There's no muscle-bound instructor snarling for another pull-up or large cash prize offered to the person who sheds the most pounds.
Even so, about 35,000 Rhode Islanders have competed over the last four years in their own, quieter variation of "The Biggest Loser," joining a statewide weight loss and fitness challenge founded by a Brown University medical student.
Now Shape Up Rhode Island has received a $105,000 national health care prize that program creator Rajiv Kumar says will help make it more accessible to low-income residents who may be turned off by the $20-per-person entrance fee.
Kumar, 26, founded the program in 2005 when he was a medical student, struck by how many ailments _ like high blood pressure and certain types of diabetes _ could often be controlled or even prevented by patients. Even though doctors give sound advice on how to get healthy, Kumar said, patients often lack the support or routine to change their behavior.
"It was interesting and exciting to me as a medical student to think that we could actually prevent these diseases before they happen and reduce the human and economic toll that we bear along with them," said Kumar, a third-year student who plans to focus on preventive medicine.
His answer was Shape Up RI, which uses competition and old-fashioned peer pressure as motivation, encouraging people to not only lose weight but also adopt healthy habits.
Colleagues, friends or family members sign up in teams of up to 11, with employers often paying the entrance fee. Teams with pedometers and log books compete over 12 weeks in up to three categories: average weight loss, exercise minutes and number of steps taken. The competition is supplemented by seminars on nutrition and other health-related topics.
The teams record their progress every two weeks, and because there's no money or other award for the winners, there's little incentive to lie.
"People just compete for bragging rights and self-esteem and the benefits of improving their health," Kumar said.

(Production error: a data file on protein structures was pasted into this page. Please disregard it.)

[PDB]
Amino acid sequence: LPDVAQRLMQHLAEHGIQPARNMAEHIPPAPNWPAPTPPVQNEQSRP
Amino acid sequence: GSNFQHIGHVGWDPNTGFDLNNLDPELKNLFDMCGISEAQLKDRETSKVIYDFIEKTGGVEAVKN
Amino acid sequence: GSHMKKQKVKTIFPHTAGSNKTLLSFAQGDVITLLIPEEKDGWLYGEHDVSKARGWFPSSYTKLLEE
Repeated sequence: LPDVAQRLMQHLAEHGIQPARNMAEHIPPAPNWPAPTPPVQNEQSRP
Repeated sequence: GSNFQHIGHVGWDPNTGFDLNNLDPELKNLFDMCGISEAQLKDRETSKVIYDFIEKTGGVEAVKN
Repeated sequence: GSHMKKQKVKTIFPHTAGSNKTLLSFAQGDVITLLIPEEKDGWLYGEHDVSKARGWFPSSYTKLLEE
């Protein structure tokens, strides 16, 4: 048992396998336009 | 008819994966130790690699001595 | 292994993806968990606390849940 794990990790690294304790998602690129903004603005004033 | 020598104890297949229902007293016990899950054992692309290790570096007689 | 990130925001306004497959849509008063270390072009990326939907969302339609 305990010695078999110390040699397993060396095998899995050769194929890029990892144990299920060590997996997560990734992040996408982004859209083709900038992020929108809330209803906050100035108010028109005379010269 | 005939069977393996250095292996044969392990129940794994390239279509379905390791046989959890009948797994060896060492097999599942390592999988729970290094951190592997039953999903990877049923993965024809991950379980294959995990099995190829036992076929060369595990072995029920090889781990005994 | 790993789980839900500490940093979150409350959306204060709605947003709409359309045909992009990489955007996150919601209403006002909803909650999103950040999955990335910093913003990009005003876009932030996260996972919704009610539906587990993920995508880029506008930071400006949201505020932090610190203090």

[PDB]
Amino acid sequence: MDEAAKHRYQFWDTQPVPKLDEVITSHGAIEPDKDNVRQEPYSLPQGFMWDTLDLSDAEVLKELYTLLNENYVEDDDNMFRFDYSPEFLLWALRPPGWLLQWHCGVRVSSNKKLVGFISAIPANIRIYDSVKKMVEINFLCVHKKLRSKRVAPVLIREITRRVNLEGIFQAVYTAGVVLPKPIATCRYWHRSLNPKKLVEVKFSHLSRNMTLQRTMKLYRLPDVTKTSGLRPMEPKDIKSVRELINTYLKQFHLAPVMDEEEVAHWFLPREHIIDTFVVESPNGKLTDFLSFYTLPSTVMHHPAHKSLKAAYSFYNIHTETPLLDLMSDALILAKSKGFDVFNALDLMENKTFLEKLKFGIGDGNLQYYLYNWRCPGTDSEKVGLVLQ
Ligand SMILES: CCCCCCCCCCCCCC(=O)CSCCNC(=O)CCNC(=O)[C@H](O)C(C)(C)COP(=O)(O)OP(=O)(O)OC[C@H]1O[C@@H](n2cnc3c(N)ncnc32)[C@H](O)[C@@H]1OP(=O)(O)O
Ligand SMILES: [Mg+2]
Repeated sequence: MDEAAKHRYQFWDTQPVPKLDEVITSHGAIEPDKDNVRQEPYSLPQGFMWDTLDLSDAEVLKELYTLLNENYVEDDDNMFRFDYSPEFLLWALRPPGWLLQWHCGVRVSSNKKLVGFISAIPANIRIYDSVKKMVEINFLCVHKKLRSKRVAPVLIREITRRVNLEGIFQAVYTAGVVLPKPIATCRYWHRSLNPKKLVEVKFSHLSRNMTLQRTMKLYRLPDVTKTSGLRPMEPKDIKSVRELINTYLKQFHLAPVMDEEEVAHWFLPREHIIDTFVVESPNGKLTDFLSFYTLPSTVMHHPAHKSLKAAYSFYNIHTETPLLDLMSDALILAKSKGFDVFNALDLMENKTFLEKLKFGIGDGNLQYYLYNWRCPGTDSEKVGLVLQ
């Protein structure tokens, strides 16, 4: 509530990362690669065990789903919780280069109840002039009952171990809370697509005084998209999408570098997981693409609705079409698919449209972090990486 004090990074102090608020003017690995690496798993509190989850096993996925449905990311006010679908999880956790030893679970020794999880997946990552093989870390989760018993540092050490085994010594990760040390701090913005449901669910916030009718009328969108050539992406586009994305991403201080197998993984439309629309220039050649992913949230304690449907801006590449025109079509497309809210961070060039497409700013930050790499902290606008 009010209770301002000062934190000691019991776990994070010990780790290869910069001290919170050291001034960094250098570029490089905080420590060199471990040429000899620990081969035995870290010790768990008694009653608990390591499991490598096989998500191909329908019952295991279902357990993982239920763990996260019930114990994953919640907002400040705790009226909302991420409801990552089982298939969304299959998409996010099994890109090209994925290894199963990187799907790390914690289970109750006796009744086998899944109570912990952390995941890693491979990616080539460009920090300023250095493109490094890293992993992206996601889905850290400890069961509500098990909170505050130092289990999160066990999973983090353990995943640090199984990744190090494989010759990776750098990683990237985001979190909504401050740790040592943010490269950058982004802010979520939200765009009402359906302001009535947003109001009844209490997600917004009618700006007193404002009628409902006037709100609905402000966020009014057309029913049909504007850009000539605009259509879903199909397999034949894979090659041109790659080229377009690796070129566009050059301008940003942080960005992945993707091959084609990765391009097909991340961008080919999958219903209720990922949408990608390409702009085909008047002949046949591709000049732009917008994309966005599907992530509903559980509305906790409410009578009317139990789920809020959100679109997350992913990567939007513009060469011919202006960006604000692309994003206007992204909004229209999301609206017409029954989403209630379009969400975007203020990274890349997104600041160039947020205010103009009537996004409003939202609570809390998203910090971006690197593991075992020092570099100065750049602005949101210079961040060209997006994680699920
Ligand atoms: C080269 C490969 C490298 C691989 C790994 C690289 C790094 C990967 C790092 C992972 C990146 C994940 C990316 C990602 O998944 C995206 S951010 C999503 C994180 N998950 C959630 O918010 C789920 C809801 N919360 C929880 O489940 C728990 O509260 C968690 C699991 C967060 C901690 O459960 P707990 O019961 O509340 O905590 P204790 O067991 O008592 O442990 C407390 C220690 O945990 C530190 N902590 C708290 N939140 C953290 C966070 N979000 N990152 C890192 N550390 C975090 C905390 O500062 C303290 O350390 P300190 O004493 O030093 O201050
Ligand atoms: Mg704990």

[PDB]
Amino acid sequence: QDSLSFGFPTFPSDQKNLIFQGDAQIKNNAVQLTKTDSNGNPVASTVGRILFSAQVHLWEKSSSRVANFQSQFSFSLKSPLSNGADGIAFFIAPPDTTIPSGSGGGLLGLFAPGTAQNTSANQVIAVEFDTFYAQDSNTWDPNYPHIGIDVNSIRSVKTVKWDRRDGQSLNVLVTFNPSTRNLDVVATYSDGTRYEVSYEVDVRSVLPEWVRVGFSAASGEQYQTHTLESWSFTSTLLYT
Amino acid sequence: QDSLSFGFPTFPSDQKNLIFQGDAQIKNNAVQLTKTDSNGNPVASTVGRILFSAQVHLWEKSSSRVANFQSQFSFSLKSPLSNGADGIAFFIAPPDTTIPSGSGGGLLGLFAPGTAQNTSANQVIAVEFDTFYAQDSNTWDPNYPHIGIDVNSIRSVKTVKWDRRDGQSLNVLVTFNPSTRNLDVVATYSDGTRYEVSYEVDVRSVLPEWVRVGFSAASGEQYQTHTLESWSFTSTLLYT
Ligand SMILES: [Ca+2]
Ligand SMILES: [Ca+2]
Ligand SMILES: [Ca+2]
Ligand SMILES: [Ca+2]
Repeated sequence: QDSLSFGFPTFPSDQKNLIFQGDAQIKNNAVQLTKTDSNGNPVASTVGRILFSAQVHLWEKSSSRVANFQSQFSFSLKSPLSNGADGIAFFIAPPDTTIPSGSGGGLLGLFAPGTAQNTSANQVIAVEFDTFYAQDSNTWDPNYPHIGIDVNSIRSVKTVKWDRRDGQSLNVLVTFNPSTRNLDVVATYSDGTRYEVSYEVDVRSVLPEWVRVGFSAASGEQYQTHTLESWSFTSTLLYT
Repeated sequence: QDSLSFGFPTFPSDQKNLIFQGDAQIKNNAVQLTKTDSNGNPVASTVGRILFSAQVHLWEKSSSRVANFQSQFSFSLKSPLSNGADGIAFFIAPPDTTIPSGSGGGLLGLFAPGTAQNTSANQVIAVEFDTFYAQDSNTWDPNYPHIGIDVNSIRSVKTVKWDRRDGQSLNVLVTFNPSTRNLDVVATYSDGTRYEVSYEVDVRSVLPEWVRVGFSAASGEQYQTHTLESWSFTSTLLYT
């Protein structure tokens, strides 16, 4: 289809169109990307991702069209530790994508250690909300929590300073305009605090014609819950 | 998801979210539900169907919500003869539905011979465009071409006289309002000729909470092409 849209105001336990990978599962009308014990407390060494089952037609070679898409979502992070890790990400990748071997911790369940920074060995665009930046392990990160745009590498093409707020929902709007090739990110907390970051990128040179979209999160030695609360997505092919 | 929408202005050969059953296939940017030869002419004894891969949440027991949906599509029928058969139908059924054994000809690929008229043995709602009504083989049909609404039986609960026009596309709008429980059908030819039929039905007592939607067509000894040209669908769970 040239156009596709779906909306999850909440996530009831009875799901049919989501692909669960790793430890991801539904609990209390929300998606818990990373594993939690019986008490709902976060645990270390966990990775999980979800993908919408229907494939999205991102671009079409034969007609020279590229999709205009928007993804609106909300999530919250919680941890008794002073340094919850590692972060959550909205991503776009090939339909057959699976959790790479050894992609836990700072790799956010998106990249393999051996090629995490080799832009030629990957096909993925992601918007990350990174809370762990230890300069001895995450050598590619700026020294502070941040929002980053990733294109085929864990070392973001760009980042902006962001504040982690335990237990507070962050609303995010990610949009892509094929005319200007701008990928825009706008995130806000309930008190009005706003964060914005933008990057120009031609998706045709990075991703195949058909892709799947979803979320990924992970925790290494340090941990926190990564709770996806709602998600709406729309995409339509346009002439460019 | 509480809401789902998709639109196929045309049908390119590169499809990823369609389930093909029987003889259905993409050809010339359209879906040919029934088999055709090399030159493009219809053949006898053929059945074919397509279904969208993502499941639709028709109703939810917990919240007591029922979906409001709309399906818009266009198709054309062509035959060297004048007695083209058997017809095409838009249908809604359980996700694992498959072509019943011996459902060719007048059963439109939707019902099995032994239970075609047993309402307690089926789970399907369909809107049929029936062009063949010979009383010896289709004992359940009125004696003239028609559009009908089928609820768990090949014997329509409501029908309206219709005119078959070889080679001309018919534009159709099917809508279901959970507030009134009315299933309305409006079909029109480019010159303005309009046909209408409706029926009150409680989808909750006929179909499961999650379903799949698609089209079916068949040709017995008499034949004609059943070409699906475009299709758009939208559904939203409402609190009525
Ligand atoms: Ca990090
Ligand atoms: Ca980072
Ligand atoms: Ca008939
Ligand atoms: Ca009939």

Participants say the structure keeps them accountable since even one slacker can hurt the team's overall results.
"Working with people on your team, they say, 'OK, I know you're busy today, but you've got to go out and walk and meet that goal,'" said Leo Perrone, a three-year participant who tries to walk with colleagues 10,000 steps a day _ or about five miles.
Perrone, director of benefits for the gaming technology company GTech, says his weight has been stable, but he credits the program with lowering his blood pressure.
Melissa Farizer, 44, participated in a condensed version of the program last summer with seven colleagues at Herff Jones, a supplier of class rings and caps and gowns. A fast-food devotee and borderline diabetic who weighed 260 pounds when she started, she says she lost 35 pounds, though she later gained five pounds back.
She attended line dance events two nights a week and joined her team on weekend walks around Roger Williams Park in Providence. As team leader, she would prod frustrated teammates to stay motivated, but also leaned on their support to temper her junk food cravings.
"I would tell them how I felt, and if they felt the same way, how did they deal with it?" Farizer said.
For many others, though, the results are less noticeable. One out of four participants drops out before the end of the competition and some don't return for a second year. The average weight loss for the 12,012 participants in 2008 was a modest 7.4 pounds.
Encouraging even a small amount of exercise can be effective, especially in an increasingly sedentary population, said Terrie Wetle, associate dean of medicine for public health at Brown's medical school.
"My view is if we demonstrate effective ways that people can begin to engage in healthy behaviors, that that may be motivating for them _ and we see it happen regularly, where they say, 'I can walk five blocks. I can walk 20 minutes. Maybe I can walk 30 minutes,'" Wetle said.
Kumar, who took time off from school to run the program, was honored last month by the Robert Wood Johnson Foundation, which named him one of its ten community health leaders.
He is to receive $20,000 of the prize and the remaining $105,000 will go to the organization. He says he hopes to use the money to reach out to minority and low-income residents and possibly offer scholarships to cover enrollment fees. Meanwhile, he's formed a separate organization to spread the model around the country.
Though Kumar, who is trim and works out three to four times a week, cops to a weakness for chocolate-chip cookies, he says he and the program's other leaders are sensitive about what they eat in public _ lest they be seen by one of their participants downing a Big Mac.
"We don't go into fast-food restaurants. We never did anyways, but we have that accountability to make sure we don't," he said.